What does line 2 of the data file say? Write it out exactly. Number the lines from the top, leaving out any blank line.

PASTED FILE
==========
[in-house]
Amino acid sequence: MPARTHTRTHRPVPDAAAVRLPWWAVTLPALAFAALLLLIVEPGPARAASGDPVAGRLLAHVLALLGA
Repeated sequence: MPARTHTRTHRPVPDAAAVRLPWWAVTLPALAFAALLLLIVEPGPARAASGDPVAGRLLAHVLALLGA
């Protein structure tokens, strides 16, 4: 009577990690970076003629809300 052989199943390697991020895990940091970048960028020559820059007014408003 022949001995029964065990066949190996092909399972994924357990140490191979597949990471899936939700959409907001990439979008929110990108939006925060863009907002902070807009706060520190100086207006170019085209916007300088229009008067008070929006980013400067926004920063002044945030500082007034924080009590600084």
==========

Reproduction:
Amino acid sequence: MPARTHTRTHRPVPDAAAVRLPWWAVTLPALAFAALLLLIVEPGPARAASGDPVAGRLLAHVLALLGA